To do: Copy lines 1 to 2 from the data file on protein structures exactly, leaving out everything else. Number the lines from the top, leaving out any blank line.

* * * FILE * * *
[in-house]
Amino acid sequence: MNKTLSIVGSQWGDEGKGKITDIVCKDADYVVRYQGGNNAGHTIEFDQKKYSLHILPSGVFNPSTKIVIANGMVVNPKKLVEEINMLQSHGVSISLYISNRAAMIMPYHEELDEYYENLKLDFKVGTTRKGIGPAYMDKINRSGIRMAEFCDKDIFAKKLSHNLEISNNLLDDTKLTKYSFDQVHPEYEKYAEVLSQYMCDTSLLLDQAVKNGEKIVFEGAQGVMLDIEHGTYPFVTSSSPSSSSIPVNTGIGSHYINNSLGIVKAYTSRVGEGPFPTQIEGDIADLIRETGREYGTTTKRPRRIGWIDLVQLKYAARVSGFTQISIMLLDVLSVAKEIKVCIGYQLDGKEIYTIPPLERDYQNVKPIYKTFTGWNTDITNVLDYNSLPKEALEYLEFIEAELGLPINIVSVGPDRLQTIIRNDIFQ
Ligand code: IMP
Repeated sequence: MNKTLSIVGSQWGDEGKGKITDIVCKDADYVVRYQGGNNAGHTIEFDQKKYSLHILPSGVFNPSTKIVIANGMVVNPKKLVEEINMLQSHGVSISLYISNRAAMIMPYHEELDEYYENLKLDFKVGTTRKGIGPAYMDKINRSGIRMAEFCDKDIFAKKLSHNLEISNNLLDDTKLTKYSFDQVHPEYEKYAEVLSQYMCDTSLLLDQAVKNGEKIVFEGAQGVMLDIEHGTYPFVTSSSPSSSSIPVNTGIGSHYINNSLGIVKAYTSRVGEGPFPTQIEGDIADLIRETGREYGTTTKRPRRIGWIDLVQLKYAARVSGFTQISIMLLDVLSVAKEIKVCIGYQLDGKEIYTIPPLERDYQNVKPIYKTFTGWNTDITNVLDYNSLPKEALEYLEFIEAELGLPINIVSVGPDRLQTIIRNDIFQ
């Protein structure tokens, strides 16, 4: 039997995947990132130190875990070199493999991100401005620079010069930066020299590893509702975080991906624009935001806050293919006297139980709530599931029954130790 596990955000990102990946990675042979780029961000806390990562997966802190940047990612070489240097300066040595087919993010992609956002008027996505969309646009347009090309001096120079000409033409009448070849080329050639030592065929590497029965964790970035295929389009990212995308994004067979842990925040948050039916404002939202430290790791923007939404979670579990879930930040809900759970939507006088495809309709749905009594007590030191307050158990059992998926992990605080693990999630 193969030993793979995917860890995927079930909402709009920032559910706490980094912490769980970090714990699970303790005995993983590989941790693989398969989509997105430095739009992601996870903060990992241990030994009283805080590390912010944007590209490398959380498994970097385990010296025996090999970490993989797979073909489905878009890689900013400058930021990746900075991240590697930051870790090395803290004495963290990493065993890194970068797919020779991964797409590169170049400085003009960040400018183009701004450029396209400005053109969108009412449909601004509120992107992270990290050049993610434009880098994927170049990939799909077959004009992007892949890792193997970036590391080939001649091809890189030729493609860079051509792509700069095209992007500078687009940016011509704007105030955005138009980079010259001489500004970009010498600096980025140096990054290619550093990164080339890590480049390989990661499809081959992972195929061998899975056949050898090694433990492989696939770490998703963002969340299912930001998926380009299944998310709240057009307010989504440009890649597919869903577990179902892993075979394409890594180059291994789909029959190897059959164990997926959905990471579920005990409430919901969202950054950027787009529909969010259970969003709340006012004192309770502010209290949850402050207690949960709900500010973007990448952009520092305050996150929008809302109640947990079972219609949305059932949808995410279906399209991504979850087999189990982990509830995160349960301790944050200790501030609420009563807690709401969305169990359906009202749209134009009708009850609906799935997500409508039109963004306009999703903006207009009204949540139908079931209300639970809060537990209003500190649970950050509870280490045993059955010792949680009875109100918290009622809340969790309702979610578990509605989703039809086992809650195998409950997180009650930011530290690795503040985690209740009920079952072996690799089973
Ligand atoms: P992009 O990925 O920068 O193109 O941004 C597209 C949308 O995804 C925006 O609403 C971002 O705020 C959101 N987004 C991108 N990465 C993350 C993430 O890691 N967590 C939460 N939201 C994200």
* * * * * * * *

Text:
[in-house]
Amino acid sequence: MNKTLSIVGSQWGDEGKGKITDIVCKDADYVVRYQGGNNAGHTIEFDQKKYSLHILPSGVFNPSTKIVIANGMVVNPKKLVEEINMLQSHGVSISLYISNRAAMIMPYHEELDEYYENLKLDFKVGTTRKGIGPAYMDKINRSGIRMAEFCDKDIFAKKLSHNLEISNNLLDDTKLTKYSFDQVHPEYEKYAEVLSQYMCDTSLLLDQAVKNGEKIVFEGAQGVMLDIEHGTYPFVTSSSPSSSSIPVNTGIGSHYINNSLGIVKAYTSRVGEGPFPTQIEGDIADLIRETGREYGTTTKRPRRIGWIDLVQLKYAARVSGFTQISIMLLDVLSVAKEIKVCIGYQLDGKEIYTIPPLERDYQNVKPIYKTFTGWNTDITNVLDYNSLPKEALEYLEFIEAELGLPINIVSVGPDRLQTIIRNDIFQ